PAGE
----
• The heart. Surprisingly, the heart is impacted because the brain is impacted – kind of like a chain reaction. The receptors between the brain and the heart begin to malfunction, causing the heart to slow down significantly or stop completely. The slowing of the heart causes a lack of oxygen, which can cause lips or fingernails to turn blue. Heart attacks can also happen at this point.
  • The blood. An overabundance of opioids can create collapsed veins, causing the bloodstream to become overloaded with opioids. This greatly impacts blood flow.
  • The respiratory system. All opioids, fentanyl included, are depressants, meaning they slow the body in almost every way. One of the major areas that is impacted by this depression is the respiratory system. During an overdose, breathing slows to a dangerous speed, causing the lungs to fill with fluid. This is why some people foam at the mouth when experiencing an overdose. The gag reflex is also impacted by respiratory depression, so when someone tries to vomit (or rid the body of fentanyl), they choke.

What Do Fentanyl Seizures Look Like?

Seizures don’t always look like someone thrashing around, though that has been seen with fentanyl overdose. The less-obvious seizures look like someone staring off into space or being unresponsive. In order to understand whether or not someone is having a seizure, you’ll need to look for other signs of fentanyl overdose, including:

  • Clammy and pale skin
  • General unresponsiveness or a limp body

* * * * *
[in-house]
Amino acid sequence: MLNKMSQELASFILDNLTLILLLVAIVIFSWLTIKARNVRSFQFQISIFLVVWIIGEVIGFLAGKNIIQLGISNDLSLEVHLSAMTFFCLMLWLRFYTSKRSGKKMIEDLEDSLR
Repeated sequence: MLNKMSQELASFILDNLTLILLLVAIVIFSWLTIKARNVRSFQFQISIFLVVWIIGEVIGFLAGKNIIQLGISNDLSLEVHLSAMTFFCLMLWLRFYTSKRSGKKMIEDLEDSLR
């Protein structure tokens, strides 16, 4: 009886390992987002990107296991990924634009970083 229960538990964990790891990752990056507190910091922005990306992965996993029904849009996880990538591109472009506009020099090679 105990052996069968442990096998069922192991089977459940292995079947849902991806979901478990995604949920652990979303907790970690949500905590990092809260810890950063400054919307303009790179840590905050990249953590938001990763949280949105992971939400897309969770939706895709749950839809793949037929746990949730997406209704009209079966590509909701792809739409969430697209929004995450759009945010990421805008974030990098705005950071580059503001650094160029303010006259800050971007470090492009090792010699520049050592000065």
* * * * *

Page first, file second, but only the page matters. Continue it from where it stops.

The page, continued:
• Blue fingernails or skin, especially around the lips and eyes
  • Vomiting or gurgling noises
  • Slow heart rate (or their heartbeat stops completely)

If you notice any of these signs, it’s important to call 911 immediately. Fentanyl overdose is reversible using the medication Narcan® (naloxone), and it’s something first responders can bring to your location. If you or someone you care about is using opioids recreationally, it’s also a good idea to keep Narcan® (naloxone) available. It can be purchased online without a prescription. If you’re concerned about the legal repercussions of having illicit fentanyl in your possession, remember that Tennessee has a law that keeps you safe from persecution if you’re attempting to get medical help for anyone experiencing an overdose.

Getting Treatment for Fentanyl Use Disorder

At ReVIDA® Recovery, we have seen firsthand how effective evidence-based fentanyl addiction treatment can be. It doesn’t matter how long you’ve been taking fentanyl or how impossible it feels to stop right now – recovery is always possible. Let’s talk about some of the treatment options we offer here that could be right for you.

Medication-Assisted Treatment (MAT)